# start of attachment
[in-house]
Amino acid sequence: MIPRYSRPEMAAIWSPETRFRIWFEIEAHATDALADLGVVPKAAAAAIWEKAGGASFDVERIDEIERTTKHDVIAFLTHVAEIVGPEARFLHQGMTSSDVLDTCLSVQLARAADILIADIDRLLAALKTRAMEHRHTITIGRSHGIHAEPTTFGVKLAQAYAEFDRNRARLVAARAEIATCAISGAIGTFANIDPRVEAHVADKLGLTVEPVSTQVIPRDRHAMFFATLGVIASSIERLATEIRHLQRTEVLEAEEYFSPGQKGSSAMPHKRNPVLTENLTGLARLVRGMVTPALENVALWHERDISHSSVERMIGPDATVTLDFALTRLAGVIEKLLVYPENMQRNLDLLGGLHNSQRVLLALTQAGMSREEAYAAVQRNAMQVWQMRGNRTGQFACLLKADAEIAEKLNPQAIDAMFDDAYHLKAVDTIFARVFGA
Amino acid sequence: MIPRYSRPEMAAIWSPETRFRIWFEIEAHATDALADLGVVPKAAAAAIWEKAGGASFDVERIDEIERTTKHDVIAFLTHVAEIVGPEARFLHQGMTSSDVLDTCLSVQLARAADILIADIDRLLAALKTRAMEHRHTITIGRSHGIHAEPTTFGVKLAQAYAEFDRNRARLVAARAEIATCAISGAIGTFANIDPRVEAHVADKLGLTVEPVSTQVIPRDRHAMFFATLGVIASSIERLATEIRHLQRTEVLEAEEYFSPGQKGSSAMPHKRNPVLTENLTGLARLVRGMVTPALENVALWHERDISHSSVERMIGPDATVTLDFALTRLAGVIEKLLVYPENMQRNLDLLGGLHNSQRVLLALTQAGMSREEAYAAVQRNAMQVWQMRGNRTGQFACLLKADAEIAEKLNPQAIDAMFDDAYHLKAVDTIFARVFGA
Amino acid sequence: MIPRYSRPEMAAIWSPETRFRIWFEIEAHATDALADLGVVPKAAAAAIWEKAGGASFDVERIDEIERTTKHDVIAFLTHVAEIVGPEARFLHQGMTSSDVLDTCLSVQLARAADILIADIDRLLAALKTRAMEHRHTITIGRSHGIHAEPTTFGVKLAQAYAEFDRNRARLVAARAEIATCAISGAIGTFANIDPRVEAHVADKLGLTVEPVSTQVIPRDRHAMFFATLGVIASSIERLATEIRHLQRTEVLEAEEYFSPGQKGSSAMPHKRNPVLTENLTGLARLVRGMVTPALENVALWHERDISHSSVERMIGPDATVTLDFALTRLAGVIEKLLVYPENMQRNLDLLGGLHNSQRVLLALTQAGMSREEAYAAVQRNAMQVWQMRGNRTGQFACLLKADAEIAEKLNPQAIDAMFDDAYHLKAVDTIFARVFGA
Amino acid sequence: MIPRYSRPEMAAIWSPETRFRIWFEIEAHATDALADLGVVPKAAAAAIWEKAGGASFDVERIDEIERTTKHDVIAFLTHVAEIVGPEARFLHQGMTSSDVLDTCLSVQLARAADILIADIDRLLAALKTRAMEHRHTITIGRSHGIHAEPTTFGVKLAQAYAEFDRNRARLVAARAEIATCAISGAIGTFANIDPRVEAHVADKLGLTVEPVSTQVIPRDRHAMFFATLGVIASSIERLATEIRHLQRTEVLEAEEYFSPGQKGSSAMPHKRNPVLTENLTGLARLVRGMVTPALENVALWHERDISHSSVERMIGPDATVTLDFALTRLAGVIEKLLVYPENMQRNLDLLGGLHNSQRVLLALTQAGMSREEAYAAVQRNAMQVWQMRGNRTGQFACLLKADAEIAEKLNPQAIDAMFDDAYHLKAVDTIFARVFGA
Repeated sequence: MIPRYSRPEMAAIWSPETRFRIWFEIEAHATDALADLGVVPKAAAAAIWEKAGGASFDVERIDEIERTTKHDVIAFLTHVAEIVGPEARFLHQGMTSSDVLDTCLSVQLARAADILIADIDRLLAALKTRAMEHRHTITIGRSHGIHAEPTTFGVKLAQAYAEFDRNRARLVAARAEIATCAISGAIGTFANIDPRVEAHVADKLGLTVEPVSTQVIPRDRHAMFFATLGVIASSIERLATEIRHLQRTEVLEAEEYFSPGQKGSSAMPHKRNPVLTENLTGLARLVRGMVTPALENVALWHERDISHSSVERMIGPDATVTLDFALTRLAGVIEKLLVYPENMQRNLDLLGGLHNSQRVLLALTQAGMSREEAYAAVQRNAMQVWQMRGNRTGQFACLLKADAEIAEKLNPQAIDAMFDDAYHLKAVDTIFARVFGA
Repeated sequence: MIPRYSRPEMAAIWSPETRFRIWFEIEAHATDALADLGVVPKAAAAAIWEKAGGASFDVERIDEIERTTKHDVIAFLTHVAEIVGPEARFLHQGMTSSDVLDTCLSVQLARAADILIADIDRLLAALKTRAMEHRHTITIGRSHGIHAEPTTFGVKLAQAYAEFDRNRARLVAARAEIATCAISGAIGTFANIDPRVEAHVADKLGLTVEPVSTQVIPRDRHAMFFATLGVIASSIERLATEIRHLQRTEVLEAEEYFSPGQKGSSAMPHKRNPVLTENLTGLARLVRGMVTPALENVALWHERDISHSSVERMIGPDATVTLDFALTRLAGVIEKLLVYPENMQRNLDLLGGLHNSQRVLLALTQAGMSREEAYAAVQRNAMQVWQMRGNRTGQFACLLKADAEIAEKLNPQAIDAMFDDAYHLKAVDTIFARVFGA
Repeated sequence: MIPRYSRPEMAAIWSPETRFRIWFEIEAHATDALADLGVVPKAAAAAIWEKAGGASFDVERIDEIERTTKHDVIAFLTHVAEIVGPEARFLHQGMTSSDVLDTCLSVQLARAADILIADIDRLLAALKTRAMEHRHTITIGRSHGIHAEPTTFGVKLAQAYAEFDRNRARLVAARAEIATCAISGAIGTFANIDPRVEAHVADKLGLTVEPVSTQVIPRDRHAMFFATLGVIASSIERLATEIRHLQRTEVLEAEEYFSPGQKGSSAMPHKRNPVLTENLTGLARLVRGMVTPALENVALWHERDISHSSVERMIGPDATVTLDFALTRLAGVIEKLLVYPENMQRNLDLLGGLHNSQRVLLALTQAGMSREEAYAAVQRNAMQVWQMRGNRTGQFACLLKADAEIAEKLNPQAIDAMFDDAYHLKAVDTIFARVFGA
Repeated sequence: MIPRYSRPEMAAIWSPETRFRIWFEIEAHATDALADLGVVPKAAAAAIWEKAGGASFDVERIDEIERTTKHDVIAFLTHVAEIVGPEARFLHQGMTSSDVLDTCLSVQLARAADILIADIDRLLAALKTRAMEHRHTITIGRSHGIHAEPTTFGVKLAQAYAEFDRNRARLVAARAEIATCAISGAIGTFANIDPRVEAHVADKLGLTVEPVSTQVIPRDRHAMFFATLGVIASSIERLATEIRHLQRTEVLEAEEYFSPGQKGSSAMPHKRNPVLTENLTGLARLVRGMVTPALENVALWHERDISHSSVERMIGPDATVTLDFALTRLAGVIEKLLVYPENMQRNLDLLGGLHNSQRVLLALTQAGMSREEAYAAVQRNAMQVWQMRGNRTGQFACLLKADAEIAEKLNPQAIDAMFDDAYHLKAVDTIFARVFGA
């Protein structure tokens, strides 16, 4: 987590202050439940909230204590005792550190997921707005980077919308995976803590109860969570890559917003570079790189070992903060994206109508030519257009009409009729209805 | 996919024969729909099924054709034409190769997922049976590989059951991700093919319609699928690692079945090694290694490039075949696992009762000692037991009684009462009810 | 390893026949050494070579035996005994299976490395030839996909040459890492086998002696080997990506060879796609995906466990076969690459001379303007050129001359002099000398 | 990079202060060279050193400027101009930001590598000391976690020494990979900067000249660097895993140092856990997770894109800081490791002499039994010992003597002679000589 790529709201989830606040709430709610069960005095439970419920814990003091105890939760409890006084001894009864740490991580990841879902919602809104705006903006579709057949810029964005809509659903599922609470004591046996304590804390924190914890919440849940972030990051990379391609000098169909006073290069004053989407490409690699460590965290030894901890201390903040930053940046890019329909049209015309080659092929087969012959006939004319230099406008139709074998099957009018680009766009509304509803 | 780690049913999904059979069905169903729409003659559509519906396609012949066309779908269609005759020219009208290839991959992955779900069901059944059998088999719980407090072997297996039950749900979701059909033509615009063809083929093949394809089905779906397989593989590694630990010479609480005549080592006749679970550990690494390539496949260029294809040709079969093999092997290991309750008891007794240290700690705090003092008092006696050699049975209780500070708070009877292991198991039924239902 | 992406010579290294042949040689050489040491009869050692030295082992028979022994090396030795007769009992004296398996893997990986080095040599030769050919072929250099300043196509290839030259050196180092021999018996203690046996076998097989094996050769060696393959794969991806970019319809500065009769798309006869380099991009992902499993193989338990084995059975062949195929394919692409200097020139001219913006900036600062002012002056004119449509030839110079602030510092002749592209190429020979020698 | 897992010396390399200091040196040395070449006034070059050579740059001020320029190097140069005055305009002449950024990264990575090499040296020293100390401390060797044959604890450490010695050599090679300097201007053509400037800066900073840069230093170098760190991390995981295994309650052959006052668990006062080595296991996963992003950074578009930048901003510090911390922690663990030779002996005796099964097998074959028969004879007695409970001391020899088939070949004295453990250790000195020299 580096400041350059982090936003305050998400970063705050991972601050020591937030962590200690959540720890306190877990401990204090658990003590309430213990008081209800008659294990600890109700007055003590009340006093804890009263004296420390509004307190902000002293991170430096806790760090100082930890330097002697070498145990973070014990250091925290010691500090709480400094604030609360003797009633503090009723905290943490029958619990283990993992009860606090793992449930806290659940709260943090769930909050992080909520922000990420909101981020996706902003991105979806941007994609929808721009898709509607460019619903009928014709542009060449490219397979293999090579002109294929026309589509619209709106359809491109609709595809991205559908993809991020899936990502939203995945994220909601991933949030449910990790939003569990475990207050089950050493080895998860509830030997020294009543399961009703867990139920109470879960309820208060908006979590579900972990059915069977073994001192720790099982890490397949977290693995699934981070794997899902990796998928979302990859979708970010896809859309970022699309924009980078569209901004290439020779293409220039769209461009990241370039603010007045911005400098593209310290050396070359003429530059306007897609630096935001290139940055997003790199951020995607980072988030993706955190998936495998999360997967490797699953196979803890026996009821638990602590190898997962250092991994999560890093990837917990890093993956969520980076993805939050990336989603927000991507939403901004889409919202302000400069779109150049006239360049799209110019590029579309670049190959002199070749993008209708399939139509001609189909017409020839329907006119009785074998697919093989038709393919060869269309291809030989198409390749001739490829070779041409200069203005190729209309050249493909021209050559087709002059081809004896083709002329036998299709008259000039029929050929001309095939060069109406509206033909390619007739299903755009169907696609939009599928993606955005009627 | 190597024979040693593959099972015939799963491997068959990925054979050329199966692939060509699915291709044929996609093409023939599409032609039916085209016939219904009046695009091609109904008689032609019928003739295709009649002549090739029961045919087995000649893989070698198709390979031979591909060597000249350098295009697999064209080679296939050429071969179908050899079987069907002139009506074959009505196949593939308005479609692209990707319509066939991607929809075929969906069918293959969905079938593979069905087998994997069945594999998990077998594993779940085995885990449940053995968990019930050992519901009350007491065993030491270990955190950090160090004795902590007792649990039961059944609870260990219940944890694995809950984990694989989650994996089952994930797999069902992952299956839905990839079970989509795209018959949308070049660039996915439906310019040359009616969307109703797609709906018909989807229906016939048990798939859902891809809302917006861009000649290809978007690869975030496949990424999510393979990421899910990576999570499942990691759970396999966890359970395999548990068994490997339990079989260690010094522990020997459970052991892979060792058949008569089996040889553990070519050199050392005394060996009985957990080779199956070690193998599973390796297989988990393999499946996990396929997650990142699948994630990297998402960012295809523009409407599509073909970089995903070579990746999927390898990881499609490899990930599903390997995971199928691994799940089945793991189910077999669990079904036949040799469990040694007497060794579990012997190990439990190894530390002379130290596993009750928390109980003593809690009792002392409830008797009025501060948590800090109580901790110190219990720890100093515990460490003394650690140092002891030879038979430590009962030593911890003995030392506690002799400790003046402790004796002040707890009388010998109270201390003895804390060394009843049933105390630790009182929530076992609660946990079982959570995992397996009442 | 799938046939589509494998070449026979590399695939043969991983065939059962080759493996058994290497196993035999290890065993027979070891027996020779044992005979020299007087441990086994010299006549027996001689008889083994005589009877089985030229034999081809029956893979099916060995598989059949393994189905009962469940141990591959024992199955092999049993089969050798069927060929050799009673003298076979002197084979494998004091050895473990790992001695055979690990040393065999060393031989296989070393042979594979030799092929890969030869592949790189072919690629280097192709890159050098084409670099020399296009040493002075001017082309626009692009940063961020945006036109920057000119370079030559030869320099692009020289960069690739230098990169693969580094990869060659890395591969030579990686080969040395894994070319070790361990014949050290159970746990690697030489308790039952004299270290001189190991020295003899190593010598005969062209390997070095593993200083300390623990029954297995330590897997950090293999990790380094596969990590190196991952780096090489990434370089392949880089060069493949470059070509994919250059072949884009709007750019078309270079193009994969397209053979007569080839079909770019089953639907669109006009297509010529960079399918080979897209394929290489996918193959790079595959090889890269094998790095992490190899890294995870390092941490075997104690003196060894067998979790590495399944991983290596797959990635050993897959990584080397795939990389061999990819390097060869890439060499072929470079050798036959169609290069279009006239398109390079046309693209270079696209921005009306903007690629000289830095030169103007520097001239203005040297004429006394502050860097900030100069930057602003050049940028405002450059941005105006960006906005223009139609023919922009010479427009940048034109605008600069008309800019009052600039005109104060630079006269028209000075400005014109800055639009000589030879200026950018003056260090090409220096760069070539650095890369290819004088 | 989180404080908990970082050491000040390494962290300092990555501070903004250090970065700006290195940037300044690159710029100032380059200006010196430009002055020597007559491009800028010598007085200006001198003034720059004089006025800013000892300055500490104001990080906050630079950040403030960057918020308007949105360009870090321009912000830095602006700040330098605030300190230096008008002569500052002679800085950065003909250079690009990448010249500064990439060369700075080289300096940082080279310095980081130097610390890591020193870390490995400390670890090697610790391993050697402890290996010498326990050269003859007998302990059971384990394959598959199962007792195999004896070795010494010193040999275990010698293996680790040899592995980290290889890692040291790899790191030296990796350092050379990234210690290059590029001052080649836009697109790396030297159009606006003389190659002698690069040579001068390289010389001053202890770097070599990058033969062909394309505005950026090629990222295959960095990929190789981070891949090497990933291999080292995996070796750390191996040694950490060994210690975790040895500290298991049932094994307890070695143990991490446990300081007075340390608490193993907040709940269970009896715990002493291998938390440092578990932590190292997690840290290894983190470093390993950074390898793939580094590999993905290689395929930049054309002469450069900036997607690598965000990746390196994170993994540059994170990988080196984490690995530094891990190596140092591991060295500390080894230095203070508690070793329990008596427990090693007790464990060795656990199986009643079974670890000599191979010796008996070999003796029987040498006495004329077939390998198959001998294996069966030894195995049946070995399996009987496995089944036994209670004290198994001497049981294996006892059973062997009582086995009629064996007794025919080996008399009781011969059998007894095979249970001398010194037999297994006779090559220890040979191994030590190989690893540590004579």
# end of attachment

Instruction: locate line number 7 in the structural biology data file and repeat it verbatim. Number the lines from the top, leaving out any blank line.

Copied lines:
Repeated sequence: MIPRYSRPEMAAIWSPETRFRIWFEIEAHATDALADLGVVPKAAAAAIWEKAGGASFDVERIDEIERTTKHDVIAFLTHVAEIVGPEARFLHQGMTSSDVLDTCLSVQLARAADILIADIDRLLAALKTRAMEHRHTITIGRSHGIHAEPTTFGVKLAQAYAEFDRNRARLVAARAEIATCAISGAIGTFANIDPRVEAHVADKLGLTVEPVSTQVIPRDRHAMFFATLGVIASSIERLATEIRHLQRTEVLEAEEYFSPGQKGSSAMPHKRNPVLTENLTGLARLVRGMVTPALENVALWHERDISHSSVERMIGPDATVTLDFALTRLAGVIEKLLVYPENMQRNLDLLGGLHNSQRVLLALTQAGMSREEAYAAVQRNAMQVWQMRGNRTGQFACLLKADAEIAEKLNPQAIDAMFDDAYHLKAVDTIFARVFGA